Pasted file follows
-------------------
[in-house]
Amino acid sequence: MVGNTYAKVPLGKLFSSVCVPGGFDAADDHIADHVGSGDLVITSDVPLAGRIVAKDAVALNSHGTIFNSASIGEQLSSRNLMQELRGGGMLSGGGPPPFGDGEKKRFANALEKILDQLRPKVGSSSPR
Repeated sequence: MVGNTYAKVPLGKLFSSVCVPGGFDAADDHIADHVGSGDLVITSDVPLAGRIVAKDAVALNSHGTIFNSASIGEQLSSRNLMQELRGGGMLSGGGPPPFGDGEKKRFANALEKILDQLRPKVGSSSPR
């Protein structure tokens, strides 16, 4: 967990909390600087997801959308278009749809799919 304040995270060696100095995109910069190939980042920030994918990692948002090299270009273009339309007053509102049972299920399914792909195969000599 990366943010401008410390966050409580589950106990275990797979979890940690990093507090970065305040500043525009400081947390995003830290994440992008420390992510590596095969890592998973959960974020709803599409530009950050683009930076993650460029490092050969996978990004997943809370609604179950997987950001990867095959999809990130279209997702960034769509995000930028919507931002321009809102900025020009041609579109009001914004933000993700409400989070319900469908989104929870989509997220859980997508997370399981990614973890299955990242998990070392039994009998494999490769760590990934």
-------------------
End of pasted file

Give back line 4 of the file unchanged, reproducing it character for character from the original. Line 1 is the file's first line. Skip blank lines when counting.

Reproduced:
């Protein structure tokens, strides 16, 4: 967990909390600087997801959308278009749809799919 304040995270060696100095995109910069190939980042920030994918990692948002090299270009273009339309007053509102049972299920399914792909195969000599 990366943010401008410390966050409580589950106990275990797979979890940690990093507090970065305040500043525009400081947390995003830290994440992008420390992510590596095969890592998973959960974020709803599409530009950050683009930076993650460029490092050969996978990004997943809370609604179950997987950001990867095959999809990130279209997702960034769509995000930028919507931002321009809102900025020009041609579109009001914004933000993700409400989070319900469908989104929870989509997220859980997508997370399981990614973890299955990242998990070392039994009998494999490769760590990934």